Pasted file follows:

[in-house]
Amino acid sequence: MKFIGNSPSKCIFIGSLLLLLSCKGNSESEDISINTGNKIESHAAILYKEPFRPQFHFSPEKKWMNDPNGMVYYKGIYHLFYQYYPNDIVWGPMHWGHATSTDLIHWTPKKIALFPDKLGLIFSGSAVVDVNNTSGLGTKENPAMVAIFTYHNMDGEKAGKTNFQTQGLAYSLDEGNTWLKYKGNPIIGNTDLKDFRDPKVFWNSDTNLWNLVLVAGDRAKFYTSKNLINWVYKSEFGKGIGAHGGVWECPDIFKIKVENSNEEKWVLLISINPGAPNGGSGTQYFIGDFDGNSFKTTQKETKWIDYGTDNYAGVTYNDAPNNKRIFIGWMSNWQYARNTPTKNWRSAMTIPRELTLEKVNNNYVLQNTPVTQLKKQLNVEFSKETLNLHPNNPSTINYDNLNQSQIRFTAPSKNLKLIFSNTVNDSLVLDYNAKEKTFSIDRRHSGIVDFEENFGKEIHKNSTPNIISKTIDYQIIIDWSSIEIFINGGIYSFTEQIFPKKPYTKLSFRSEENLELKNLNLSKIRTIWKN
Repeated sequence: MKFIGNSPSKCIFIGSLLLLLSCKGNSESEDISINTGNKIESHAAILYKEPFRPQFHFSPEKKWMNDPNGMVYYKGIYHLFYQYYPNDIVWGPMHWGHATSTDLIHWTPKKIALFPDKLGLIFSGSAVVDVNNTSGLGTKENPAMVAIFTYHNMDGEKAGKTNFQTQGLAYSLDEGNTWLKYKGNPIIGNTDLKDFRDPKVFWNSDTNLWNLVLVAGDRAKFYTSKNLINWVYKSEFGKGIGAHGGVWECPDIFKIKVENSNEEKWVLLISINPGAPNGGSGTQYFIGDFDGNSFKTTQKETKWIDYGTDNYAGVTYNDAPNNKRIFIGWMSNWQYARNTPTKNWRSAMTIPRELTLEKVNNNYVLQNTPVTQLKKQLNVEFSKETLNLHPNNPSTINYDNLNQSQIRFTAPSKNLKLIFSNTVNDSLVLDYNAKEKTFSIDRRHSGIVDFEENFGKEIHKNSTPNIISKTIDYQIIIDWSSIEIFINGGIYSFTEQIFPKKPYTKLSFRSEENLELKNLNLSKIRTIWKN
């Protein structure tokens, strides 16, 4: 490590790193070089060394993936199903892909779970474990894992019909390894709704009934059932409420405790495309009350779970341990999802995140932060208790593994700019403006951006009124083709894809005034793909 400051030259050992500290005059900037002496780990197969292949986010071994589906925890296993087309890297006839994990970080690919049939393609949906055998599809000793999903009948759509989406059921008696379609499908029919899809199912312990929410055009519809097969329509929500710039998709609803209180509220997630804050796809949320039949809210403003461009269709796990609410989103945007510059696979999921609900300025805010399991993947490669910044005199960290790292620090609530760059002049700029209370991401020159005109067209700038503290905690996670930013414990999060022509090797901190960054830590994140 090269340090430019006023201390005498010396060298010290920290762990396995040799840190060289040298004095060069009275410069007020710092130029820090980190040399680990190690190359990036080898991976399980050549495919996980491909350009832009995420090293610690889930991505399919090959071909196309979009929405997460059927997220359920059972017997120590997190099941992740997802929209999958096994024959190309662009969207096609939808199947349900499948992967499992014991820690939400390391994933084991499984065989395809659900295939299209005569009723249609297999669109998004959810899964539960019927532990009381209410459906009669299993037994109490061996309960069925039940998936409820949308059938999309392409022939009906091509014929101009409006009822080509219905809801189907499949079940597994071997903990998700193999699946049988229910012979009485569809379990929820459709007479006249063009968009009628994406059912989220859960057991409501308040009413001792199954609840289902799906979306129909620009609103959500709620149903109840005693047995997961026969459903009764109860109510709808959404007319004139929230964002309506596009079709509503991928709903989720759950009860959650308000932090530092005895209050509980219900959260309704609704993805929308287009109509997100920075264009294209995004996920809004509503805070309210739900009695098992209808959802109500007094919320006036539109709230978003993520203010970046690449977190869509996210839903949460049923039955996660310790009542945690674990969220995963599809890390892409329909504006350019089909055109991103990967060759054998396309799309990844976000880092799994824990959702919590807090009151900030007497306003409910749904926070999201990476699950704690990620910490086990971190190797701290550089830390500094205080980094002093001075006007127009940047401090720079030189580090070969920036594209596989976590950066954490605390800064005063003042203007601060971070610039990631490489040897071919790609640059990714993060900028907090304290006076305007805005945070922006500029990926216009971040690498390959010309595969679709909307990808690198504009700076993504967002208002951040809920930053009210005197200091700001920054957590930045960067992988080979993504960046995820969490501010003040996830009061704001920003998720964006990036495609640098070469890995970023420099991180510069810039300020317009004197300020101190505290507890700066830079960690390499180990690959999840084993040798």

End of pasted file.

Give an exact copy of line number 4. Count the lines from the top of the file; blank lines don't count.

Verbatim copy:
């Protein structure tokens, strides 16, 4: 490590790193070089060394993936199903892909779970474990894992019909390894709704009934059932409420405790495309009350779970341990999802995140932060208790593994700019403006951006009124083709894809005034793909 400051030259050992500290005059900037002496780990197969292949986010071994589906925890296993087309890297006839994990970080690919049939393609949906055998599809000793999903009948759509989406059921008696379609499908029919899809199912312990929410055009519809097969329509929500710039998709609803209180509220997630804050796809949320039949809210403003461009269709796990609410989103945007510059696979999921609900300025805010399991993947490669910044005199960290790292620090609530760059002049700029209370991401020159005109067209700038503290905690996670930013414990999060022509090797901190960054830590994140 090269340090430019006023201390005498010396060298010290920290762990396995040799840190060289040298004095060069009275410069007020710092130029820090980190040399680990190690190359990036080898991976399980050549495919996980491909350009832009995420090293610690889930991505399919090959071909196309979009929405997460059927997220359920059972017997120590997190099941992740997802929209999958096994024959190309662009969207096609939808199947349900499948992967499992014991820690939400390391994933084991499984065989395809659900295939299209005569009723249609297999669109998004959810899964539960019927532990009381209410459906009669299993037994109490061996309960069925039940998936409820949308059938999309392409022939009906091509014929101009409006009822080509219905809801189907499949079940597994071997903990998700193999699946049988229910012979009485569809379990929820459709007479006249063009968009009628994406059912989220859960057991409501308040009413001792199954609840289902799906979306129909620009609103959500709620149903109840005693047995997961026969459903009764109860109510709808959404007319004139929230964002309506596009079709509503991928709903989720759950009860959650308000932090530092005895209050509980219900959260309704609704993805929308287009109509997100920075264009294209995004996920809004509503805070309210739900009695098992209808959802109500007094919320006036539109709230978003993520203010970046690449977190869509996210839903949460049923039955996660310790009542945690674990969220995963599809890390892409329909504006350019089909055109991103990967060759054998396309799309990844976000880092799994824990959702919590807090009151900030007497306003409910749904926070999201990476699950704690990620910490086990971190190797701290550089830390500094205080980094002093001075006007127009940047401090720079030189580090070969920036594209596989976590950066954490605390800064005063003042203007601060971070610039990631490489040897071919790609640059990714993060900028907090304290006076305007805005945070922006500029990926216009971040690498390959010309595969679709909307990808690198504009700076993504967002208002951040809920930053009210005197200091700001920054957590930045960067992988080979993504960046995820969490501010003040996830009061704001920003998720964006990036495609640098070469890995970023420099991180510069810039300020317009004197300020101190505290507890700066830079960690390499180990690959999840084993040798």